Large weatherproof clear plastic box(es)
What I want to do:
Set up a lightfast testing box (or multiple, depending on demand) outside, and allow the sun to do it's thing. Should conditions get too humid, or the paper show signs of deterioration, I will conduct the tests inside, using daylight lamps.
I plan on checking the boxes monthly for changes in color quality, and if there's a significant change, scanning and updating the information. If there is no significant change, updates will be posted every six months.
Pros of Sunlight:
I have space on my porch for multiple boxes
Pros of Natural Light Lamps:
Consistent lighting regardless of weather
What does this mean?
If my total (all Patrons combined) raised at the end of the month is $500, I will begin working on this project. Once I begin, I will create tests for all materials within a stage, and every month we're at the $500 goal, I will start a new stage. Six months in, I'll check the progress of the light test, and update my Patrons and the Tumblr with new swatches. One year in, I will check again, do the same, and we can go from there.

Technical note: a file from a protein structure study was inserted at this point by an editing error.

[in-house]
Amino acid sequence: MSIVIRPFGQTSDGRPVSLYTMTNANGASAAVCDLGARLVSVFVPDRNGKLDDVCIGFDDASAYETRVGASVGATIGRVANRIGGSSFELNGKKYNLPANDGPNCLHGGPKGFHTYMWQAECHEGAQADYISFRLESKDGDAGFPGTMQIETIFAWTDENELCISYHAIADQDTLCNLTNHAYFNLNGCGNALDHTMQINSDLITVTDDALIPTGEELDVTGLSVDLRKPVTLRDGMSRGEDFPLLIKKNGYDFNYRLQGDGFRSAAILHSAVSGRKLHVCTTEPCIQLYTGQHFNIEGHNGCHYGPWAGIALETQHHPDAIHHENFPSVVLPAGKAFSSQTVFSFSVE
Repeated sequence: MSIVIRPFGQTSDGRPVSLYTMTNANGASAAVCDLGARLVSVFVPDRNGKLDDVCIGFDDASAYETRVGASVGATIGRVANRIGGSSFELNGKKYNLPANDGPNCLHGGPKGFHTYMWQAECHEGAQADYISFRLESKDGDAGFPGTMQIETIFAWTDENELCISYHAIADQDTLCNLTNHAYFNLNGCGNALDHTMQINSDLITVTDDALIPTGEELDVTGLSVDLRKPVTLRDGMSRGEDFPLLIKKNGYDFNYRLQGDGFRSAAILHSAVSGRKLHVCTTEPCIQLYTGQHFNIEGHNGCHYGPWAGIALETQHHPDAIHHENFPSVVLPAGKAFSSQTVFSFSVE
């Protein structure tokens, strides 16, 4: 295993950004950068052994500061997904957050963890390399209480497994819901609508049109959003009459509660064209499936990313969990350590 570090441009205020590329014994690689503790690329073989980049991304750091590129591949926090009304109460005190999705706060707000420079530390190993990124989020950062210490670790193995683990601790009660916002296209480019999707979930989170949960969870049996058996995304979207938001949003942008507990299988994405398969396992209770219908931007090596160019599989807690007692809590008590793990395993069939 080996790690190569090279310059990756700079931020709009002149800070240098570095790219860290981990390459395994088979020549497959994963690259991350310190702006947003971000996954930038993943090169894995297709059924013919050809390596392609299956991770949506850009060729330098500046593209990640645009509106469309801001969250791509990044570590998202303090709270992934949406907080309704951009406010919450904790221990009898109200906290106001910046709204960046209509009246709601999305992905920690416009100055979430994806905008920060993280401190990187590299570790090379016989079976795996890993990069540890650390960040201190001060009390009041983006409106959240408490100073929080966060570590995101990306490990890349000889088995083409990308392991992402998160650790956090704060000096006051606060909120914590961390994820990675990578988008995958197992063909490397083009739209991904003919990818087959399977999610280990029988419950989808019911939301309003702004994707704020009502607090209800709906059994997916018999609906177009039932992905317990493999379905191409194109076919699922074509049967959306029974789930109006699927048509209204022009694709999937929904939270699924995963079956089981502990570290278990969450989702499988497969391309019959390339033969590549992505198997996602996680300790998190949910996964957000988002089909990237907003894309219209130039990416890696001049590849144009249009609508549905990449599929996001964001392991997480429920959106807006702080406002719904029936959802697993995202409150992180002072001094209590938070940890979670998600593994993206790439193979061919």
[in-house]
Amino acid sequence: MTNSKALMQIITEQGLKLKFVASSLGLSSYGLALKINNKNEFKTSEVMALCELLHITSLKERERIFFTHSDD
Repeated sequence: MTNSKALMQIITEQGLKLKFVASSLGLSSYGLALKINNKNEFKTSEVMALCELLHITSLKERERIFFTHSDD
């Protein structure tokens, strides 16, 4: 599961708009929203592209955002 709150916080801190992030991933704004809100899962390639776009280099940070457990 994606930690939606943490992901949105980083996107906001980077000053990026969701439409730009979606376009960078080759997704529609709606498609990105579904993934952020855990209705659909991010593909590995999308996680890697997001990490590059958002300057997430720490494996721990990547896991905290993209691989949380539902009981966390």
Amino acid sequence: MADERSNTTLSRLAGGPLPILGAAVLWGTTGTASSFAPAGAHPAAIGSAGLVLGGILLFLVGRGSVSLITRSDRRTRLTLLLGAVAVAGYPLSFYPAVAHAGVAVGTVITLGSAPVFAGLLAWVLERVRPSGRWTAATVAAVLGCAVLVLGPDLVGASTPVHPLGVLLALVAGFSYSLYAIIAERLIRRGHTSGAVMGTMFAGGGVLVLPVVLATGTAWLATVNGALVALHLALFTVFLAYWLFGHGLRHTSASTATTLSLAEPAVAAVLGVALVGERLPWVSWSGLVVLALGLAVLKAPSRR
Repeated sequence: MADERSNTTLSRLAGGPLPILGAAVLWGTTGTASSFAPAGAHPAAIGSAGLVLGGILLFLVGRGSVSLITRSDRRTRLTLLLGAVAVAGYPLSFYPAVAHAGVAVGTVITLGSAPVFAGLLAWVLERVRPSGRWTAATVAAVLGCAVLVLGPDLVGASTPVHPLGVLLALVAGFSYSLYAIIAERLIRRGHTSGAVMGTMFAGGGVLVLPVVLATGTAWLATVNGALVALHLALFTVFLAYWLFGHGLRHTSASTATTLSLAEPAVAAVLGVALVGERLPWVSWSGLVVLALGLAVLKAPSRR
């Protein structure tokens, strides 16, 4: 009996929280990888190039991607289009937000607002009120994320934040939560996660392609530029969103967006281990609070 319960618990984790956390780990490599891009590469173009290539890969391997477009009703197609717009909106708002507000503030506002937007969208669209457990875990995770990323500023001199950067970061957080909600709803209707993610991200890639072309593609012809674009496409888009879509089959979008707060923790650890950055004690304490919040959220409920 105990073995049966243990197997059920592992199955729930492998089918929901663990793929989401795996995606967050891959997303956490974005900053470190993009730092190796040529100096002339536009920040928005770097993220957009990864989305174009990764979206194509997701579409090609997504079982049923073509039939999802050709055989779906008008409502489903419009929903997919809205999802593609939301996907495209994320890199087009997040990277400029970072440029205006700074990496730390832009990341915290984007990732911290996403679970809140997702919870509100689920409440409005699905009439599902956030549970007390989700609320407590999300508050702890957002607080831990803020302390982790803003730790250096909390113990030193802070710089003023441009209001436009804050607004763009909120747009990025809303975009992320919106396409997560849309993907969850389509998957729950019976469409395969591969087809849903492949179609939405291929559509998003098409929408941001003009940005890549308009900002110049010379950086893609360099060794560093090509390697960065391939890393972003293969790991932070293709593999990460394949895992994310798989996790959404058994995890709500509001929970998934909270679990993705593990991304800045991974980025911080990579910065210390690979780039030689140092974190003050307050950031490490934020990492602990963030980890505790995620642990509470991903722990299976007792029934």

So as long as we're at $500, I will continue to add new tests to the roster, and keep the information updated. Once we're under $500, I will make sure everything is up to date, and halt new tests.
Why does this cost so much?
An ongoing lightfast test of this scale takes a massive amount of time, dedication, space, resources, and art supplies. I plan on scanning before the light test, allowing the products to sit in the box for up to a year, and then scan again to compare the swatches. This is valuable information, and such tests would provide first hand, user experience proof of product claims.
Right now, we're at $161 a month- not bad at all! That $161 goes towards this blog AND the Youtube channel- purchasing materials to review, the supplies needed (such as paper), and paying for guest posts. You can check out this post to see all the great things the Artnerds helped me do in 2017!
What I Need From You:
Your support on Patreon! It can be just as little as $2 a month- every little bit helps! My Artnerds receive all sorts of great goodies, from early access art tutorial videos to free mini comics and art resources, and this would be one more amazing goodie to enjoy! I'm going to share behind the scenes setup and prep videos for these swatches, so if you want an insider sneak peek, you're going to have to join the club!
All that said, maybe Patreon doesn't work for you! That's why, as I gear up, I have this handy poll to see if perhaps Kickstarter would be a better fit.
Thursday, March 01, 2018
Lightfast Testing Fundraising Proposal
Vigilante comic artist, illustrator, and comic craft blogger at www.nattosoup.blogspot.com. I have an MFA from SCAD in Sequential Art, which means I'm highly educated in the art of drawing funny picture books. I specialize in comics aimed at young girls, and enjoy the finer things in life- seinen manga, whiney autobio graphic novels, and science fiction.